‘Boy racers’ continue to speed across the island late at night – but a law allowing police to use unattended mobile speed cameras could be passed by the end of this year.
Honorary Police officers said that last weekend was busier than usual for speeding cars and bikes, and there was more early morning activity reported on Monday and Tuesday.
St. Ouen Chef de Police Richard Honeycombe said that the racers were highly organised and difficult to track.
“They have spotters checking the route and miss all our CCTV cameras and fixed speed indicators,” he said. “We know who these people are, and we have taken their details down in spot checks, but we cannot be everywhere at once.”
However, Infrastructure Minister Deputy Kevin Lewis has said that a law that would allow the Honorary Police to set up unattended mobile speed cameras will be debated by the end of the year.
Pictured: States Members will debate legislation that would bring in speed cameras before the end of the year.
Answering a question in States Assembly this week, Deputy Lewis said his officers would be bringing forward new speed enforcement legislation, which would include mobile speed cameras, which the Assembly agreed should be introduced last year.
It remains unclear, however, how effective these cameras are, particularly at night, and whether their cost – around £18,000 each – can be justified for honorary forces.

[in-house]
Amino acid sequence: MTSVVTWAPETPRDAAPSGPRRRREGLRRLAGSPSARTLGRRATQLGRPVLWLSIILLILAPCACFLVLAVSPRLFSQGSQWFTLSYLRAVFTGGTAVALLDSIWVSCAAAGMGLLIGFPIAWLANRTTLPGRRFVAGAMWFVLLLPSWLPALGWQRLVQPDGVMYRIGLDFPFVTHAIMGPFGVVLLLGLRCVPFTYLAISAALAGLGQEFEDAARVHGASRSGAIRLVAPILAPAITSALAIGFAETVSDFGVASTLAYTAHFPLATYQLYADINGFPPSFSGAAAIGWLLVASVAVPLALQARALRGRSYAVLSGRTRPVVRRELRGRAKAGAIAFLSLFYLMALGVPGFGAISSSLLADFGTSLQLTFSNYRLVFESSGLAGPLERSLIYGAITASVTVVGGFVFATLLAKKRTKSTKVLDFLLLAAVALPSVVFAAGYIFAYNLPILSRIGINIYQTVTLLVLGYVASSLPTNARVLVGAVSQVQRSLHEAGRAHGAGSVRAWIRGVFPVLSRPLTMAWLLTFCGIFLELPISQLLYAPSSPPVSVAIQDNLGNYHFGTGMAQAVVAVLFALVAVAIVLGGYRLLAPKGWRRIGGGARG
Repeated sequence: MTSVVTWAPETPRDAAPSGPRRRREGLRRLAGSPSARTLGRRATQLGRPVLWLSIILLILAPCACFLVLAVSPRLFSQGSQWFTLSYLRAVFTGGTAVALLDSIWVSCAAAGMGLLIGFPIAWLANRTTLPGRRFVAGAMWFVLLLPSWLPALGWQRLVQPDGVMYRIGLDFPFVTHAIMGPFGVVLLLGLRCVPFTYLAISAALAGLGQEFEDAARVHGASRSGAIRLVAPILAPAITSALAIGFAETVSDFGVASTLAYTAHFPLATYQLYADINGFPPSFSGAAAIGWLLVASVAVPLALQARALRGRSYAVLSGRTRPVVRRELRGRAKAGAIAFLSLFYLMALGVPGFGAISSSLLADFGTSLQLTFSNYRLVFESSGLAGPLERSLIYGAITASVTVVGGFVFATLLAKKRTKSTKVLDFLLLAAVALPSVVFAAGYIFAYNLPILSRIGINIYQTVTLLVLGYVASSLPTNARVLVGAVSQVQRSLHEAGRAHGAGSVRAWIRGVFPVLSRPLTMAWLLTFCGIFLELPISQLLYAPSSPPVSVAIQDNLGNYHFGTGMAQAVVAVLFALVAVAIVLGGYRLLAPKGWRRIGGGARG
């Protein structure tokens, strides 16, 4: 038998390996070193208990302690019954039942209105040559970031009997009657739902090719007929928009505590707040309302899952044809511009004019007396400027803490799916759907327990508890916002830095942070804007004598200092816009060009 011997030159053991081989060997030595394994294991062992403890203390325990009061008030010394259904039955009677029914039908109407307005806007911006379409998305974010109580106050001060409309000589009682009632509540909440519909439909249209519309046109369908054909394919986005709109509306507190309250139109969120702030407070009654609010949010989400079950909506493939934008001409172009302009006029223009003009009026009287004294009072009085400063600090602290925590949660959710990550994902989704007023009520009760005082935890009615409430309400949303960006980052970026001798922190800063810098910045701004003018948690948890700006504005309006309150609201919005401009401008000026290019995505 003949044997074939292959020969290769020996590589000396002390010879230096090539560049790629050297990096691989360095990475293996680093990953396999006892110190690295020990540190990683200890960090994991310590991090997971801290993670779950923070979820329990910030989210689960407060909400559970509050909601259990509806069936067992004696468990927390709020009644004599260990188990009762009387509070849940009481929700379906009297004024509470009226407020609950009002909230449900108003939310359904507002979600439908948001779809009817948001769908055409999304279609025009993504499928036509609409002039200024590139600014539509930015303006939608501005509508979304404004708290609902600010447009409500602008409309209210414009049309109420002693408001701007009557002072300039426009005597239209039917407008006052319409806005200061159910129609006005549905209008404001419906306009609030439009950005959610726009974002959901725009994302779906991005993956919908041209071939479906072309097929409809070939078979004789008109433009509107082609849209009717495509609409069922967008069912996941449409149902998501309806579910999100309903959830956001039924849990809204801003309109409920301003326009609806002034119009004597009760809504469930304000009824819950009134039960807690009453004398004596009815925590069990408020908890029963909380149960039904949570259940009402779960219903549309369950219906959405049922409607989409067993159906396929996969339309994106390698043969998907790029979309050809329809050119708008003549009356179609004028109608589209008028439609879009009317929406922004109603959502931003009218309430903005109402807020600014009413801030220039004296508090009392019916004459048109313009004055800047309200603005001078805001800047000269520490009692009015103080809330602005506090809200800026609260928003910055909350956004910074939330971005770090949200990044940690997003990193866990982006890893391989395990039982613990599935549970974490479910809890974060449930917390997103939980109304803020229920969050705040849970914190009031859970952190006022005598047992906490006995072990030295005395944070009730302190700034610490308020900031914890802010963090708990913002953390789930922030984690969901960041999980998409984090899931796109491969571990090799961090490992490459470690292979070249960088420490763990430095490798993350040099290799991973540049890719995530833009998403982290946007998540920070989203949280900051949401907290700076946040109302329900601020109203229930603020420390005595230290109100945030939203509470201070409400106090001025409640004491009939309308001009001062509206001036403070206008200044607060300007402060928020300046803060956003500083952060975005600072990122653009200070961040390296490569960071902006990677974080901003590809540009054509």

Also, there is concern that unattended cameras can be turned around by ‘spotters’, rendering them useless.
Deputy Lewis also confirmed that they are not used by any police force in the UK.
St. Peter Chef de Police Joao Camara there had been a slight increase in reports of night-time speeding at the weekend, but levels were not as high as last year, before the police launched Operation Canvas, which targeted the activity.
Video: Two incidents were caught on a St. Martin resident's home camera back in January.
His parish force would, however, be increasing checks at known trouble spots late into the night and early mornings.
He added that, in his opinion, car-mounted cameras would be more effective in catching speeders than an unattended version.
Centenier Honeycombe urged islanders wanting to report cars and bikes speeding past their homes at night to contact Police headquarters rather than honorary officers.
“I received a call at 03:17 recently but there’s very little I can do there and then because, by the time I can properly respond, they’re halfway across the island."
A spokesperson for the States of Jersey Police said that people who wanted to report late-night speeding straightaway should ring 612612 or, if they wanted to pass on information, such as registration number, they could fill in an online form via the States’ police website.
Nocturnal speeding across the Island has been regularly reported during the pandemic, with the Constable of St. Ouen, Richard Buchanan, telling the States Assembly during the mobile speed camera debate last September that there was a “cunning and devious” network of drivers.
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